Gartner: IT services market to grow despite recession

Despite talk of a recession, the IT services market is doing just fine, according to an upcoming Gartner conference and report
Written by Colin Barker, Contributor

The IT services market is set to shrug off any talk of recession, Gartner will tell a conference next month.

The audience at Gartner's Outsourcing & IT Services Summit 2008, taking place from 2 to 4 June at the Royal Lancaster Hotel, London, will be told by the analyst group that, despite talk of a recession, the IT services market will continue to grow, with bigger vendors, such as Google and Microsoft, doing particularly well.

Over half of IT companies (55 percent) surveyed by Gartner, for a report related to the conference, said their organisations will increase their IT spending on external service providers, such as outsourcers, in 2008, while only 10 percent will decrease it.

"The very large, visible players, like Microsoft and Google and so on, have started to invest and they are leading the way," said Claudio Da Rold, Gartner research vice president and co-chair of the conference, on Tuesday.

The technology sector has seen "the potential beginning of a weak economy", according to Rold, but he said he believes this prospect has begun to recede. What there is instead, he claimed, is "internal tension with [chief executives], as they are trying to manage many different areas". These areas include not just finances and pressure on resources, but the need to satisfy growing IT demands caused by trends such as service-oriented architectures (SOA), Web 2.0 and software-as-a-service (SaaS) architectures, Rold said.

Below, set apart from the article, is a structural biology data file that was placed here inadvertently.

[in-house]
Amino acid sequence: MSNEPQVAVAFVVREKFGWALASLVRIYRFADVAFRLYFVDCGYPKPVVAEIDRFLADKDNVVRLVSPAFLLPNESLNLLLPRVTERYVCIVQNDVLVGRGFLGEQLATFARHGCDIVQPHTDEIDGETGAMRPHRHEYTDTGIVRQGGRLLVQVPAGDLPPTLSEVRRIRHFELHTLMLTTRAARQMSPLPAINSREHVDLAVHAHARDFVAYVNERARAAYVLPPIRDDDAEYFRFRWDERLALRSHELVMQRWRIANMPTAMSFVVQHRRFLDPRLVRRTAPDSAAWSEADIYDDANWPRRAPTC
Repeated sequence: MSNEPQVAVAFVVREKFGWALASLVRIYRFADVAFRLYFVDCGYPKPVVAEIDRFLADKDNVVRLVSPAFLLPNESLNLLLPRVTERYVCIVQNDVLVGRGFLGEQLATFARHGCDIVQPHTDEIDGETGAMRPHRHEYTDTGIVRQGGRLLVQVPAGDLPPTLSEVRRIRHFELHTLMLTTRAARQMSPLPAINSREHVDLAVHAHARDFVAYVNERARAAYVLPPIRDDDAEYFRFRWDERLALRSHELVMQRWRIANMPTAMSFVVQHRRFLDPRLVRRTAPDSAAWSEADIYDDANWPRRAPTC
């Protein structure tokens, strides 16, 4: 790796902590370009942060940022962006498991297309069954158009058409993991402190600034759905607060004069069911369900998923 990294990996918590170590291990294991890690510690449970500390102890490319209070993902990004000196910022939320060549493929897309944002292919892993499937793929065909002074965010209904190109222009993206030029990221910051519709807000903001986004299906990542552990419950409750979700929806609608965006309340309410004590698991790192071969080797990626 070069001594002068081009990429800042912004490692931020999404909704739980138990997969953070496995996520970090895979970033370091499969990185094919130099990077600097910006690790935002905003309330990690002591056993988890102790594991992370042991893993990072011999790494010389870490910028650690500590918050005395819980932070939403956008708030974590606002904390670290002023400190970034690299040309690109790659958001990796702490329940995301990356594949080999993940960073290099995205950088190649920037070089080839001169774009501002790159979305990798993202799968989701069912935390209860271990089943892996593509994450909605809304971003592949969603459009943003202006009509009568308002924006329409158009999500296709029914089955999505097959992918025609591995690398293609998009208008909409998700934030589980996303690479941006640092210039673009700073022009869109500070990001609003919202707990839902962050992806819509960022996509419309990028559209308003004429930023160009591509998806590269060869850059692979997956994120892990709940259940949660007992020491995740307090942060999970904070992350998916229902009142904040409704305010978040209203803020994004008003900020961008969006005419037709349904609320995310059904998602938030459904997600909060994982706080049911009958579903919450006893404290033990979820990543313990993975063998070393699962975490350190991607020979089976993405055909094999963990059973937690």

In addition, companies are becoming less enamoured with the idea of shifting their IT to outsourcers, or of offshoring or nearshoring their business, according to Gartner's survey.

Nearly 30 percent of respondents said they are considering bringing some of their outsourced services back in-house. This figure is twice as large as that in last year's survey. However, according to Gartner, the concept of bringing outsourced services back in-house is one that goes in and out of favour. The last such survey had 15 percent of respondents planning to bring some services back in-house, while the survey before that, in 2001, had 32 percent planning to do the same.

When it comes to outsourcing, 65 percent of respondents to the Gartner survey said managing the performance of their service providers was their "most critical outsourcing management issue in 2008".

The survey showed that 44 percent of respondents are considering changing their service providers and over half (58 percent) are considering changing or renegotiating their existing outsourcing contracts. SaaS, business process utility, infrastructure utility, remote-management services and cloud computing are the key "alternative delivery and acquisition models" respondents to the survey said they are most interested in.

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